Medibank-backed study shows way forward for better care of osteoarthritis

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The Medibank Better Health Foundation has supported a new study that has found two-thirds of Australians with osteoarthritis say they are faring badly with the condition.

Dr Jocelyn Bowden, from the University of Sydney’s Institute of Bone and Joint Research, said the PARTNER study is examining the benefits of getting both patients and GPs "on the same page" and with realistic expectations about how a diet and exercise plan can improve osteoarthritis.

The study found 57 per cent do not receive appropriate care according to current guidelines.

“Pain from knee osteoarthritis is such a big problem for so many people, and they think surgery is their only option, but there are other non-invasive treatment plans they can try first to alleviate their pain and bring back their quality of life,” said Dr Bowden.

“Our PARTNER study gives GPs a better understanding of the best management options available for osteoarthritis patients through an easily accessible, online professional development tool.

“We’re also giving their patients additional, personalised support and advice through a telehealth allied healthcare support team.”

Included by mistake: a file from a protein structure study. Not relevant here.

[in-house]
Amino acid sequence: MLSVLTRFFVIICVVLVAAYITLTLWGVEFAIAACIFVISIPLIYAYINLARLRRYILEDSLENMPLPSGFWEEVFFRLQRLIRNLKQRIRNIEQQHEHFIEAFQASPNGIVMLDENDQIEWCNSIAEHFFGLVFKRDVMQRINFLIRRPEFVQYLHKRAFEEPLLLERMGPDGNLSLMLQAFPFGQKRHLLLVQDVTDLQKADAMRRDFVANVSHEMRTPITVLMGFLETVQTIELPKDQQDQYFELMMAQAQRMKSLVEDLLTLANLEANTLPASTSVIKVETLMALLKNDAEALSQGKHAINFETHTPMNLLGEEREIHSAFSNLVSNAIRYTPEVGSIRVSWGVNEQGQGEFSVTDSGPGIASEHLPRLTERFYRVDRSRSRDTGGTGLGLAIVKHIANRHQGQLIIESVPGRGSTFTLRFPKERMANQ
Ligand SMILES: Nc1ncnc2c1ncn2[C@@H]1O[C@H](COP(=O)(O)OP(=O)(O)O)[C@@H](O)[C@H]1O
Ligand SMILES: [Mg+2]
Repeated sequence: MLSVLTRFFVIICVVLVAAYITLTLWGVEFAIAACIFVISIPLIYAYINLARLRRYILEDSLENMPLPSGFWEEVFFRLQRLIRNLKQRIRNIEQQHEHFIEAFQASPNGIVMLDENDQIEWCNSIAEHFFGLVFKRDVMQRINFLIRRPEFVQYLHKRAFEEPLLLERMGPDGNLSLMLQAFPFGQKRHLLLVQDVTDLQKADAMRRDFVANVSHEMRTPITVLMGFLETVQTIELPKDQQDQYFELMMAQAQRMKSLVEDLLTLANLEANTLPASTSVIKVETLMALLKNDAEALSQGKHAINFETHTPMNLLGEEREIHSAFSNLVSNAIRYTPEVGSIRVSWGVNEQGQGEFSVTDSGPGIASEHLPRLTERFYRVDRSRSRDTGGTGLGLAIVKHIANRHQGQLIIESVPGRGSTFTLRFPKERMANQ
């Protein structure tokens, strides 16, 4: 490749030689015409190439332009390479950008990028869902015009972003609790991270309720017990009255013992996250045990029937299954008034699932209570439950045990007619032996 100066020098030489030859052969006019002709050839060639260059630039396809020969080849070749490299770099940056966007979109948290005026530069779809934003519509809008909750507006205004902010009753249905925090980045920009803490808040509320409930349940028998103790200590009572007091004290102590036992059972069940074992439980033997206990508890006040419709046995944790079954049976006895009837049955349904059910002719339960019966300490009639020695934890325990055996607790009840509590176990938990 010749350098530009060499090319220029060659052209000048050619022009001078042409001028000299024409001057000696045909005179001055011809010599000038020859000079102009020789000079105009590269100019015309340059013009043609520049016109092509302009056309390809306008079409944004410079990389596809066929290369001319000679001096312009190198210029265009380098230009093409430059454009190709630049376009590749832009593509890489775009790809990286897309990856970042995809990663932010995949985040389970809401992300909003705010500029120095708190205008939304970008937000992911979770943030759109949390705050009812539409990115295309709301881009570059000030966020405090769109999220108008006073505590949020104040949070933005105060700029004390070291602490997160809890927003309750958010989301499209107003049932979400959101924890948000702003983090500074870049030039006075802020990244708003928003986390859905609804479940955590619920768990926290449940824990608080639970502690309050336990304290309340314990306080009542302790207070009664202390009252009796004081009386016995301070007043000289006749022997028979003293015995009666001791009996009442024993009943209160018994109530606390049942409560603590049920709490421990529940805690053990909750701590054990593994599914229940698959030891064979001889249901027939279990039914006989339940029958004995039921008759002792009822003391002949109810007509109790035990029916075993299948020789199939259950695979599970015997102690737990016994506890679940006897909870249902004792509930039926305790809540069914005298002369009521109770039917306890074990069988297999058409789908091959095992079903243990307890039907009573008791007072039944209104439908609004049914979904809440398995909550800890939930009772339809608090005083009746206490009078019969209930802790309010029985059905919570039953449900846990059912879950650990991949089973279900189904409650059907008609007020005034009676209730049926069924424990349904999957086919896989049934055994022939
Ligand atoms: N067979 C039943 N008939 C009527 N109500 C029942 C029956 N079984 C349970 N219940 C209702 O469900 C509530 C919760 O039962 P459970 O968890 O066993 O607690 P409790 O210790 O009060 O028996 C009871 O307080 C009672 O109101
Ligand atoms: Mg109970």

Over two million Australians currently like with osteoarthritis. It is one of the leading causes of chronic pain, disability and lost productivity in the country. Three million Australians are expected to be affected by osteoarthritis by 2032.

There is no cure but there are effective non-surgical treatments for the long-term management of osteoarthritis. Some osteoarthritis is also preventable by avoiding excess weight gain and joint injuries.

The new study has the potential to provide GPs better access to up-to-date treatment information and providing telehealth support to patients to help improve their knee pain and function.

“Behaviour change is vital, and by working with both GPs and their patients, we can better assess which lifestyle changes the patient thinks they can achieve, what they’re actually capable of doing, and how this best fits into their lifestyle,” said Dr Bowden.

Study co-author and University of Sydney Professor of Medicine David Hunter said GPs are the key to better outcomes because they are generally the first healthcare professional people consult abut their osteoarthritis.

"We know a lot of people are receiving inappropriate, low value care, and the PARTNER study is changing that. From a patient’s perspective, osteoarthritis is incredibly disabling, and so when a GP refers them to a surgeon, many assume it is the best or only course of treatment available,” said Professor Hunter.

“If we can make a clinically important difference with this type of program to a patient’s pain level, function, and quality of life, compared to the usual care pathway, that will be really pleasing,” added Professor Hunter.

“The next step is looking at how we can scale and disseminate this program so it’s available for everybody. Without the support of Medibank, we could not have done this program, and our ongoing relationship will be vital for making the program more widely available.”